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Resection of a Giant Neuroblastoma Misdiagnosed as Atypical Mediastinal Carcinoid

      A 64-year-old man was diagnosed with a large tumor of the anterior mediastinum (Fig. 1), which, by ultrasound-guided needle aspiration, was initially characterized as an atypical carcinoid (neuroendocrine tumor [NET]; mitotic count 2-20 per 10 high power fields and/or 3-20% Ki67 index [G2 (NET G2)]; MIB1-Prolifarations Index 3%–8%, positive chromogranin A). The patient was referred to our department for further investigation and surgical resection. The resection of the tumor was performed in January 2011. The left phrenic nerve, both mammary arteries, the brachiocephalic vein, and a part of the pericardium were engulfed by the tumor and were removed. A complete dissection of the tumor from the superior vena cava was not possible, so a very small amount of tumor tissue was inevitably left at the junction of the excised brachiocephalic vein with the superior vena cava. Because of the R2 resection and the chronic renal insufficiency only additional radiotherapy was suggested. The patient having completed the suggested radiotherapy (40Gy) remains without recurrence of the tumor or metastases at 15 months after surgery. Macroscopically, the tumor was a white-yellowish, partly encapsulated, soft, elastic nodular mass and weighed 1770 g. The cut surface showed lobules with hemorrhage and myxoid as well as cystic areas. Microscopic core features are characterized in Figure 2.
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      FIGURE 1Magnetic resonance imaging (A, B) and posteroanterior chest radiograph (C) demonstrating an extensive tumor mass occupying the anterior mediastinum. The tumor extends from the upper thoracic aperture cranially almost to the diaphragm caudally (A), with shifting of the major vessels posteriorly (B). Postoperative posteroanterior chest radiograph after successful tumor resection (D).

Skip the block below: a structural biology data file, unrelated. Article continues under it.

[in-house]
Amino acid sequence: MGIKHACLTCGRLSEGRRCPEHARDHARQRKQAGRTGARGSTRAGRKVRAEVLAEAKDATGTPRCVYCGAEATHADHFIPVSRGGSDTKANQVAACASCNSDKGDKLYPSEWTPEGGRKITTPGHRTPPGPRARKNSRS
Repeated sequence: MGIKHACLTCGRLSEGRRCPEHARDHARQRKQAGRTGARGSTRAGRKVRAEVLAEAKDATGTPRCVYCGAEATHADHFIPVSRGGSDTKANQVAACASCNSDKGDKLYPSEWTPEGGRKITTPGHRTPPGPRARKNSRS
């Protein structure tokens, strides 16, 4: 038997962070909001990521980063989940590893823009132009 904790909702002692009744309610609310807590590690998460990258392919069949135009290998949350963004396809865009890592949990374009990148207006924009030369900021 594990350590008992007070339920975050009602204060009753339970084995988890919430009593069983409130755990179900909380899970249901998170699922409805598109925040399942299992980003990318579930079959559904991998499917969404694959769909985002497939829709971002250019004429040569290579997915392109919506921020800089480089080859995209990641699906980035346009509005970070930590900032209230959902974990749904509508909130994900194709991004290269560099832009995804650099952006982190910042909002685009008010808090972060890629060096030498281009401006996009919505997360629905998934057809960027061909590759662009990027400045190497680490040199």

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      FIGURE 2A, Tumor overview (hematoxylin and eosin staining; red bar = 100 μm): extended areas of necrosis in the center of the tumor. Parts of the connective tissue capsule and some fat tissue in the periphery. B, Tumor (higher magnification; hematoxylin and eosin staining): relatively small tumor cells with hyperchromatic nuclei are partially arranged in single files. A neuropil-like matrix can be noted in the background embedding the tumor cells. C, Immunohistochemistry (synaptophysin): positive reaction of the neuropil-like matrix, but not of the tumor cells, vessels, the fibrous capsule, and adipose tissue. D, Immunohistochemistry (neuron-specific enolase): faint reactivity of the neuropil-like matrix and a weak positivity of the tumor-cell cytoplasms. E, Immunohistochemistry (chromogranin A): strong reactivity of the neuropil-like Matrix, but not of the tumor cells, vessels, the fibrous capsule, and adipose tissue. Focally, tumor invasion of the surrounding adipose tissue is observed (arrow). F Immunohistochemistry (CD 56): strong reactivity of the neuropil-like matrix and single tumor cells.
      Case reports of adult neuroblastoma (ANB) occurring in nonpediatric patients more than 18 years of age are rare, with less than 50 published cases. To our knowledge only 21 cases of mediastinal ANB, including three thymic neuroblastomas, have been reported.